It has a relatively high magnetic saturation which increases its ability to be permanently magnetized. Just like iron, it can maintain its properties until it hits Curie point which is 1145°C. Its magnetic properties are influenced by the size of its particles and may differ with varying sizes. It exhibits magnetic anisotropy which is characterized by the alignment of the electron in a similar direction. The metal can be temporarily demagnetized using a stronger magnet. It also has a strong magnetic permeability.


Nickel is another ferromagnetic material that exhibits that displays paramagnetism in its pure state. However, if it contains a trace of iron or cobalt it becomes ferromagnetic with a high magnetic susceptibility. Its ferromagnetic ability largely depends on other elements found in it. It loses all its ferromagnetic abilities at 355°C.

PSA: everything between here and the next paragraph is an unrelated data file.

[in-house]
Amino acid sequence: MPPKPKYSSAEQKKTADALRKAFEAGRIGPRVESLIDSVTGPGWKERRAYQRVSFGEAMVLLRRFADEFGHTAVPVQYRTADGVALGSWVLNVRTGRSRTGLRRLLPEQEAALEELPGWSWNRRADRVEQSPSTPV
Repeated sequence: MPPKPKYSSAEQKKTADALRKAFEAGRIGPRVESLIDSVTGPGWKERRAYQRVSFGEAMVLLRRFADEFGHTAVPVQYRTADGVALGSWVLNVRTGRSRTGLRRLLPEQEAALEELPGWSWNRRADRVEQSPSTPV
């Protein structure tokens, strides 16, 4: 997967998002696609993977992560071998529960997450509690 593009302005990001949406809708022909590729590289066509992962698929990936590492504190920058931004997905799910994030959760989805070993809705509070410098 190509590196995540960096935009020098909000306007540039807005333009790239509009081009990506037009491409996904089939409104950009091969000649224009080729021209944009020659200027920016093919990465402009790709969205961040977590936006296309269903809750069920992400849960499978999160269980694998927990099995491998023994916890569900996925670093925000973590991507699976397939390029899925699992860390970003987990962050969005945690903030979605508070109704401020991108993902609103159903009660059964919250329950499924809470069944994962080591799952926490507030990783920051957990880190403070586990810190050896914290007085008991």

This is a material with a high susceptibility to magnetic influence and can therefore be easily magnetized. Its magnetic properties are influenced by temperature and display ferromagnetic properties below 85°K. In its basal plane, it experiences spontaneous magnetization as well as an increase in temperature in the presence of a magnetic field.


Terbium is a rare-earth element that is paramagnetic at room temperatures but displays ferromagnetic properties below 237°K. Once introduced to a magnetic field its temperature begins to rise.